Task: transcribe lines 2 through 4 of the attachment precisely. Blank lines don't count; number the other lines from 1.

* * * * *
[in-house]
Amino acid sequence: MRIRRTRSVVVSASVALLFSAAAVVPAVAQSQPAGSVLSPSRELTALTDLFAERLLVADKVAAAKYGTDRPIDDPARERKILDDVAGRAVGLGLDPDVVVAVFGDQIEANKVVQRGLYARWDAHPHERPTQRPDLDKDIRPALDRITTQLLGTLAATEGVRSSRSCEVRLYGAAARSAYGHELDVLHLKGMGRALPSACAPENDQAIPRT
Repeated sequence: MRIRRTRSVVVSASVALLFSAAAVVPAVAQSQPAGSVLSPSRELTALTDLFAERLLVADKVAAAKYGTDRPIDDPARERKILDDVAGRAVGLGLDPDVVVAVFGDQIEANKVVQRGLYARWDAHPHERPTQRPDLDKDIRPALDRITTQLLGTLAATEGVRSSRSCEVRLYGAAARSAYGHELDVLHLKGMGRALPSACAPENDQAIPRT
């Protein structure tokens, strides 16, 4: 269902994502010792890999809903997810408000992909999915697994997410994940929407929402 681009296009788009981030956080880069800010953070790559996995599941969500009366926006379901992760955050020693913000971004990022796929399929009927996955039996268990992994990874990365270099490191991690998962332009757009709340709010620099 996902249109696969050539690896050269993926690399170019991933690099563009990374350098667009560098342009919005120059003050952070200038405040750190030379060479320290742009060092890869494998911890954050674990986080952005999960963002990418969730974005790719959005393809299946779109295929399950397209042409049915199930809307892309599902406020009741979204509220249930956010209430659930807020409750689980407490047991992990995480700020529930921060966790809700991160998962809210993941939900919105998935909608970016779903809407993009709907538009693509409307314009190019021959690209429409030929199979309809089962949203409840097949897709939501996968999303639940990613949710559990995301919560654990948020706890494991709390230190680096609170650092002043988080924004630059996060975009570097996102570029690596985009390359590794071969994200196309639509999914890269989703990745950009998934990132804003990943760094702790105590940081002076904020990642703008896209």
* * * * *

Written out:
Amino acid sequence: MRIRRTRSVVVSASVALLFSAAAVVPAVAQSQPAGSVLSPSRELTALTDLFAERLLVADKVAAAKYGTDRPIDDPARERKILDDVAGRAVGLGLDPDVVVAVFGDQIEANKVVQRGLYARWDAHPHERPTQRPDLDKDIRPALDRITTQLLGTLAATEGVRSSRSCEVRLYGAAARSAYGHELDVLHLKGMGRALPSACAPENDQAIPRT
Repeated sequence: MRIRRTRSVVVSASVALLFSAAAVVPAVAQSQPAGSVLSPSRELTALTDLFAERLLVADKVAAAKYGTDRPIDDPARERKILDDVAGRAVGLGLDPDVVVAVFGDQIEANKVVQRGLYARWDAHPHERPTQRPDLDKDIRPALDRITTQLLGTLAATEGVRSSRSCEVRLYGAAARSAYGHELDVLHLKGMGRALPSACAPENDQAIPRT
């Protein structure tokens, strides 16, 4: 269902994502010792890999809903997810408000992909999915697994997410994940929407929402 681009296009788009981030956080880069800010953070790559996995599941969500009366926006379901992760955050020693913000971004990022796929399929009927996955039996268990992994990874990365270099490191991690998962332009757009709340709010620099 996902249109696969050539690896050269993926690399170019991933690099563009990374350098667009560098342009919005120059003050952070200038405040750190030379060479320290742009060092890869494998911890954050674990986080952005999960963002990418969730974005790719959005393809299946779109295929399950397209042409049915199930809307892309599902406020009741979204509220249930956010209430659930807020409750689980407490047991992990995480700020529930921060966790809700991160998962809210993941939900919105998935909608970016779903809407993009709907538009693509409307314009190019021959690209429409030929199979309809089962949203409840097949897709939501996968999303639940990613949710559990995301919560654990948020706890494991709390230190680096609170650092002043988080924004630059996060975009570097996102570029690596985009390359590794071969994200196309639509999914890269989703990745950009998934990132804003990943760094702790105590940081002076904020990642703008896209």